You probably know that the world's tropical areas - on land and in the water - are the most biologically diverse places on earth. The fact is there are simply more different life forms near the equator than there are near the poles. But the question is why.
For more than a century, biologists have tossed out competing theories as they debated the reason for the abundance of species in the regions near the equator.
"Are the tropics where all biodiversity originates? Or are the tropics where biodiversity accumulates because the tropics are such relatively stable, benign habitats? So that's what the real fight has been about," says Prof. David Jablonski of the University of Chicago. He and his colleagues set out to settle the debate once and for all.
"And so what we want to do is take a really fresh look at this problem by using the fossil record to pin down both origination - the start of new lineages - and extinction - the persistence of new lineages," said Jablonski. "And now, here's the real key to it all. We wanted to look at how lineages spread over time."
In a paper published this week, Jablonski says they figured it out.
"It turns out that the fight was about a false distinction. Instead, it turns out the tropics are both a cradle and a museum of biodiversity. Our fossil record really pretty clearly shows that lineages do indeed start in the tropics and spread out over time, but they stay in the tropics, too. And so that means the tropics are not only the generator of biodiversity, but they're also an accumulator simultaneously."
To come to their conclusion, the researchers studied the fossil record left by species of bivalves - animals like clams, oysters and mussels. It's an abundant group well represented in museum collections. Jablonski and his colleagues traveled the world to study bivalve fossils in museums - not the exhibits that we would see if we visited, but the research materials curators keep in drawers and cabinets, out of public view.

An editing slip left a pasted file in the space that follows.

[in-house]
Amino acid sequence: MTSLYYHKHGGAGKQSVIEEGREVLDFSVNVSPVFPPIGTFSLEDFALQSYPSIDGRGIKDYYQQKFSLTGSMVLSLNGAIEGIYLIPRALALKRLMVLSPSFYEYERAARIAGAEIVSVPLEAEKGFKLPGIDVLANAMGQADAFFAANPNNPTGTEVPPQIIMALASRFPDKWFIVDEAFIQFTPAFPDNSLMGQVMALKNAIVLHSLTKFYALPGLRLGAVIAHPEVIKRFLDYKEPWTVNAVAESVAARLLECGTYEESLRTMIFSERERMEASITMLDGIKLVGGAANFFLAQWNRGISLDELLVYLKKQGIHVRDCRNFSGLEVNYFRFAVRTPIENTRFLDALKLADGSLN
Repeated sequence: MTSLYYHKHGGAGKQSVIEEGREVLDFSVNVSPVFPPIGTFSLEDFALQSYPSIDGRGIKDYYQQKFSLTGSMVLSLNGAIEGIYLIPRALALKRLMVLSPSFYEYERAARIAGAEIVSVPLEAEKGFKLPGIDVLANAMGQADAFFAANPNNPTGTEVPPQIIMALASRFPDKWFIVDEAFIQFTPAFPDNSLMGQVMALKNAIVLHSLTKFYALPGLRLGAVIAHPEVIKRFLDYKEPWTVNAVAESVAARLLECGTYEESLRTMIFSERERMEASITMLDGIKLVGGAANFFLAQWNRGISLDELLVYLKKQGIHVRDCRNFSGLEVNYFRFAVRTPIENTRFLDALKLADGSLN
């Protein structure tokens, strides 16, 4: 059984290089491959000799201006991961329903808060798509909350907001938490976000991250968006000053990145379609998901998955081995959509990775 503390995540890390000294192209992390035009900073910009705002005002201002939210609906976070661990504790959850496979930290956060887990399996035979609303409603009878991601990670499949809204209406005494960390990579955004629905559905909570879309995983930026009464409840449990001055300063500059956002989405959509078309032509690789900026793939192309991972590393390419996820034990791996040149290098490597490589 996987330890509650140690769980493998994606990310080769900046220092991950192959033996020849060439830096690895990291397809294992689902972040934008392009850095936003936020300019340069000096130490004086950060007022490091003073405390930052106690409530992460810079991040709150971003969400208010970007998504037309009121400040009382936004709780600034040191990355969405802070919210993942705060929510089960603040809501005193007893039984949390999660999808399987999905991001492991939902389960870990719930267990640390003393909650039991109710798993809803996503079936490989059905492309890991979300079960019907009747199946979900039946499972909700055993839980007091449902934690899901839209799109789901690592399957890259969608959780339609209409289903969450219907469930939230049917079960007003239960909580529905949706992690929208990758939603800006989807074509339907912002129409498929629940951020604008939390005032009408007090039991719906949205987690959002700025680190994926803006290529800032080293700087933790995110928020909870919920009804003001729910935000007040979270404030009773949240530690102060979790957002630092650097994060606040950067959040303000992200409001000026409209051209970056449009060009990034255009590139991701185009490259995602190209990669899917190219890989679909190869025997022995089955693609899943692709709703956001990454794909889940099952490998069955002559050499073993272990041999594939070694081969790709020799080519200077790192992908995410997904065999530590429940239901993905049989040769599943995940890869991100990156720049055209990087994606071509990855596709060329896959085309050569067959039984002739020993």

"Museums are an absolute scientific treasure trove," stressed Jablonski. "They're still being underutilized in terms of the fantastic set of information that we can extract from those museum collections. They represent information that we could never get any other way. And so it was a gold mine for the kinds of work that we were trying to do."
There are many theories to explain the rich biodiversity in tropical areas, compared with colder latitudes. The University of Chicago paleontologist says understanding what scientists call this Latitudinal Diversity Gradient could be key to managing the planet's vital biodiversity.
"It is the single most overarching, major pattern of biological diversity today, and probably deep into the geological past. And one result that our analyses show is that destruction of biodiversity in the tropics will have a truly global impact."
David Jablonski's paper on biodiversity in the tropics was published Friday in the journal Science.